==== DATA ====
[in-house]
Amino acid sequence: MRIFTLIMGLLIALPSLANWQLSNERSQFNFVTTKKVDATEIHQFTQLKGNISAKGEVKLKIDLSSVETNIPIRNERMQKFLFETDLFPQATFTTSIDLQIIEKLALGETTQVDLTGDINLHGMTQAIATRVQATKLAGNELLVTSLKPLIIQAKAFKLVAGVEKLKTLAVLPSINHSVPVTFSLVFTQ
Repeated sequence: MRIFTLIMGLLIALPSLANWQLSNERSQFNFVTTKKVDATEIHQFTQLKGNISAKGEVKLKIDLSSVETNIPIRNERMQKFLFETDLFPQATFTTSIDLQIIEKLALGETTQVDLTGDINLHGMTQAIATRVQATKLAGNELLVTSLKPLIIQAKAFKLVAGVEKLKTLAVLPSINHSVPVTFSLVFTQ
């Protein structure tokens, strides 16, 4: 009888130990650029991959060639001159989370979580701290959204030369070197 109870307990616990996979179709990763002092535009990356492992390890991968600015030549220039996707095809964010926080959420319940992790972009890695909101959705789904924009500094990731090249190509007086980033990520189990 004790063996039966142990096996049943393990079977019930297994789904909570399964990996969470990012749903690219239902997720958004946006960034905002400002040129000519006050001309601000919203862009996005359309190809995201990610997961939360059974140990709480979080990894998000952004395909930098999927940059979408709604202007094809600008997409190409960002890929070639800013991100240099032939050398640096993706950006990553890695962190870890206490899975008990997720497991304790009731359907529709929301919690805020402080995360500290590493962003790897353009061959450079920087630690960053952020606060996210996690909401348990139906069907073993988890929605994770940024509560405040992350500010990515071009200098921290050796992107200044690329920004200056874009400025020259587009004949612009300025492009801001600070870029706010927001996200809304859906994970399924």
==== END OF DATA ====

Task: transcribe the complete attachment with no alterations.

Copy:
[in-house]
Amino acid sequence: MRIFTLIMGLLIALPSLANWQLSNERSQFNFVTTKKVDATEIHQFTQLKGNISAKGEVKLKIDLSSVETNIPIRNERMQKFLFETDLFPQATFTTSIDLQIIEKLALGETTQVDLTGDINLHGMTQAIATRVQATKLAGNELLVTSLKPLIIQAKAFKLVAGVEKLKTLAVLPSINHSVPVTFSLVFTQ
Repeated sequence: MRIFTLIMGLLIALPSLANWQLSNERSQFNFVTTKKVDATEIHQFTQLKGNISAKGEVKLKIDLSSVETNIPIRNERMQKFLFETDLFPQATFTTSIDLQIIEKLALGETTQVDLTGDINLHGMTQAIATRVQATKLAGNELLVTSLKPLIIQAKAFKLVAGVEKLKTLAVLPSINHSVPVTFSLVFTQ
């Protein structure tokens, strides 16, 4: 009888130990650029991959060639001159989370979580701290959204030369070197 109870307990616990996979179709990763002092535009990356492992390890991968600015030549220039996707095809964010926080959420319940992790972009890695909101959705789904924009500094990731090249190509007086980033990520189990 004790063996039966142990096996049943393990079977019930297994789904909570399964990996969470990012749903690219239902997720958004946006960034905002400002040129000519006050001309601000919203862009996005359309190809995201990610997961939360059974140990709480979080990894998000952004395909930098999927940059979408709604202007094809600008997409190409960002890929070639800013991100240099032939050398640096993706950006990553890695962190870890206490899975008990997720497991304790009731359907529709929301919690805020402080995360500290590493962003790897353009061959450079920087630690960053952020606060996210996690909401348990139906069907073993988890929605994770940024509560405040992350500010990515071009200098921290050796992107200044690329920004200056874009400025020259587009004949612009300025492009801001600070870029706010927001996200809304859906994970399924």